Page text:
Forging Global Solidarity
The COVID-19 pandemic has magnified both the deep social and economic inequalities around the world and the lack of political will to address them. Overcoming these long-standing challenges requires the moral imagination to reconsider who is one’s neighbor and to respond in solidarity to the plight of those less fortunate around the globe. The Forging Global Solidarity program seeks to build a cross-cultural and interreligious case for global human solidarity as a shared value with the potential to impact the global agenda. Over the course of the 2021-2022 academic year, a series of events will explore the normative dimensions of solidarity and its policy implications across critical issues, including climate change, migrants and forcibly displaced persons, integral human development, and education.
As Pope Francis argued in his encyclical Fratelli Tutti, only a robust vision of solidarity can overcome the challenges posed by the global pandemic and the underlying crises of inequality, consumption, and rash individualism that tear and fray the common bonds of humanity. Unequal access to clean and safe necessities for life, economic stability, and social and political order are exacerbated by the globalization of indifference to our fellows. We have the material means to fix these problems; we too often lack the political will and the sense of moral duty to do so.
The Forging Global Solidarity program takes as a starting point Pope Francis’ appeal for social friendship and universal fraternity that “necessarily call for an acknowledgement of the worth of every human person, always and everywhere.” We are called as persons of good will to turn in solidarity toward our neighbors, migrants, and strangers alike. A moral priority for protecting human dignity and the most vulnerable has the potential to reshape our political institutions and social and economic orders.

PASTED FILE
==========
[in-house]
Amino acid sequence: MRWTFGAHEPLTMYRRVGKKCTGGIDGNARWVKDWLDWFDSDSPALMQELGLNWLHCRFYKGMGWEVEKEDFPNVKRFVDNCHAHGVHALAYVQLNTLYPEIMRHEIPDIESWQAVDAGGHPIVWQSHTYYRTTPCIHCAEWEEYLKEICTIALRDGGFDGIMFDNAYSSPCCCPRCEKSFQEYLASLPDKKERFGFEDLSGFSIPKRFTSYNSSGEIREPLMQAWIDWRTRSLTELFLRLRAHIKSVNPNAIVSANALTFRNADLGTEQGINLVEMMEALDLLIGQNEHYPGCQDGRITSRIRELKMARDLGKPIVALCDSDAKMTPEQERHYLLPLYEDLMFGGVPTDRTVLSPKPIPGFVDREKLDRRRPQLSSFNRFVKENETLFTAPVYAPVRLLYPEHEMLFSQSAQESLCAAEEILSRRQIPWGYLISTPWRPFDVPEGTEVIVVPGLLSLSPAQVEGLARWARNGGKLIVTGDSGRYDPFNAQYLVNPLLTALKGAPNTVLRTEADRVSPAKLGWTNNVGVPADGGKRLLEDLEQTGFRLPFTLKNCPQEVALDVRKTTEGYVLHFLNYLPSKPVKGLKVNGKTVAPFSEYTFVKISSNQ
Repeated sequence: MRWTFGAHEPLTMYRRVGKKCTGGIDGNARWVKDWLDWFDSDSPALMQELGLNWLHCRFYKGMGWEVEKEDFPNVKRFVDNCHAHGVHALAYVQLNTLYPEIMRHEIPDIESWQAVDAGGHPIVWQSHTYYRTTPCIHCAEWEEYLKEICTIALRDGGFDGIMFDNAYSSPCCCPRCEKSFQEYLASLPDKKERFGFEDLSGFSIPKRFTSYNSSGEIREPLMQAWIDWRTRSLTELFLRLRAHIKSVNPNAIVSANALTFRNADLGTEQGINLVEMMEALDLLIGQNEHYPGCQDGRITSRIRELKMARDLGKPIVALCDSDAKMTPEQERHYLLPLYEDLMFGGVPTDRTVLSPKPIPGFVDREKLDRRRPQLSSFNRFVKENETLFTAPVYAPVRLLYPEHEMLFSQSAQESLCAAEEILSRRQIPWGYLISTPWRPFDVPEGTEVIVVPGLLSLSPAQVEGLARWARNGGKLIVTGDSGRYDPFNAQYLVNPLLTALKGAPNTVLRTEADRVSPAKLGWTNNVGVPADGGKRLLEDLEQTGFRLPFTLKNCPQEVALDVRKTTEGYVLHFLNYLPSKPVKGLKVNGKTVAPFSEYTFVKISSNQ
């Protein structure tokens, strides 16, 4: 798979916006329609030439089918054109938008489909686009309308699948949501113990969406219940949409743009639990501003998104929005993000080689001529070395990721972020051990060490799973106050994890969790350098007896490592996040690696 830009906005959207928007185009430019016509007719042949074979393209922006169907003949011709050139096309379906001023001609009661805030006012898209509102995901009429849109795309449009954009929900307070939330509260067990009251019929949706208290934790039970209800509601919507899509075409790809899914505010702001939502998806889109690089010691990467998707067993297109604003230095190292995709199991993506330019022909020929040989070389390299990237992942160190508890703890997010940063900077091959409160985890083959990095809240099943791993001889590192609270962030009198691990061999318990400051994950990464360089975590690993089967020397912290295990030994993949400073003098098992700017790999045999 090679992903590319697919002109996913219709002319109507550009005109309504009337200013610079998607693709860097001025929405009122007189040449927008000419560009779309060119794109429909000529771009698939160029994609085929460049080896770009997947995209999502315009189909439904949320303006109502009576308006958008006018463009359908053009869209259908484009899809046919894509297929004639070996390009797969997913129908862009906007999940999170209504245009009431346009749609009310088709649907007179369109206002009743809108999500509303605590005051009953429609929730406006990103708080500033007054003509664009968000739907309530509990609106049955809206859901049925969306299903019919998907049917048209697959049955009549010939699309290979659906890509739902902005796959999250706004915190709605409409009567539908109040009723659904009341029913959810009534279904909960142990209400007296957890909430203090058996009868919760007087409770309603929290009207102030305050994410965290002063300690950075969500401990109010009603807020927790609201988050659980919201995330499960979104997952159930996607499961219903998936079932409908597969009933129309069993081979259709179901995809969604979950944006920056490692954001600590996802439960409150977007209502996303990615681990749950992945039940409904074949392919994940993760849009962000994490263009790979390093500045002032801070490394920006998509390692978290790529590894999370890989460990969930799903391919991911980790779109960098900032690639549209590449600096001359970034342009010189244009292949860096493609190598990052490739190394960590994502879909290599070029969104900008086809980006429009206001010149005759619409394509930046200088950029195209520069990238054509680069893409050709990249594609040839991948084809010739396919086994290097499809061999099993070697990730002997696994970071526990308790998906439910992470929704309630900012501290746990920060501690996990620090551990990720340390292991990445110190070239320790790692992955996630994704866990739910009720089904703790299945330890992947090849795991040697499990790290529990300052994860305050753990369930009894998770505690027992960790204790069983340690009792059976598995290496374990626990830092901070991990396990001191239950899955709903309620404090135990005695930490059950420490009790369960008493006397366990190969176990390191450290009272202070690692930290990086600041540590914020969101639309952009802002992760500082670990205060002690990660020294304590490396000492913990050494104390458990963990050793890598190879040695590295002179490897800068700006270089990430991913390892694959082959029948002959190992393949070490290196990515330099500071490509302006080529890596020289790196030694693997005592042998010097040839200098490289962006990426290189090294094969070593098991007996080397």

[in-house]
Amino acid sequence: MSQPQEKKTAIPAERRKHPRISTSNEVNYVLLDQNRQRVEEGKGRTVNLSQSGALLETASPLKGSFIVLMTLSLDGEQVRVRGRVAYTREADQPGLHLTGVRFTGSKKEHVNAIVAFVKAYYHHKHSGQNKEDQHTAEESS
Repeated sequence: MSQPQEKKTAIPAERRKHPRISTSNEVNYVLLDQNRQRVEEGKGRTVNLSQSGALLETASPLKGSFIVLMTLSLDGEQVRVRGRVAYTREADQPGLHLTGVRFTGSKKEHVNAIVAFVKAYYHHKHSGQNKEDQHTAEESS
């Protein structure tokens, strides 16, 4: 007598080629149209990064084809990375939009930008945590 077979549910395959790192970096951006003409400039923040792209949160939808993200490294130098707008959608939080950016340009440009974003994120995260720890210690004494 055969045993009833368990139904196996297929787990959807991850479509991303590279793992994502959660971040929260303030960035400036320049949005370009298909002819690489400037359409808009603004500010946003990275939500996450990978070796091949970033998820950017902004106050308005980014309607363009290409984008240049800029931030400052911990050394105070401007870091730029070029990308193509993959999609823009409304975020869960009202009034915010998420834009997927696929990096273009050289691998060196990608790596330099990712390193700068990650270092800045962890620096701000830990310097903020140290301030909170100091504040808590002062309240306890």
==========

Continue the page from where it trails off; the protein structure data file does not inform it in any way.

Through dialogue and collaboration the Forging Global Solidarity program seeks to build a cross-cultural and interreligious case for global human solidarity as a shared human value. Through engagement within and across traditions, we will develop the normative dimensions of solidarity that might inform future policy directions for a number of critical issues, including: climate, migrants and forcibly displaced persons, integral human development, and education.
Over the course of the 2021-2022 academic year, the program will sponsor a series of events that address a core set of questions:
- What are the roots of the idea of solidarity in major religions and ethical thought?
- How does the moral notion of solidarity call into question prevailing economic and political systems, notions of self-regard and individualism, economic inequality, and a throw-away consumer culture?
- How does solidarity challenge nationalism, racism, xenophobia, and the treatment of migrants in practice?
Insights from the conversations will be folded into a concept paper that may serve as a basis for an edited volume and further exploration of particular policy areas in coming years.
Walsh School of Foreign Service and Department of Theology and Religious Studies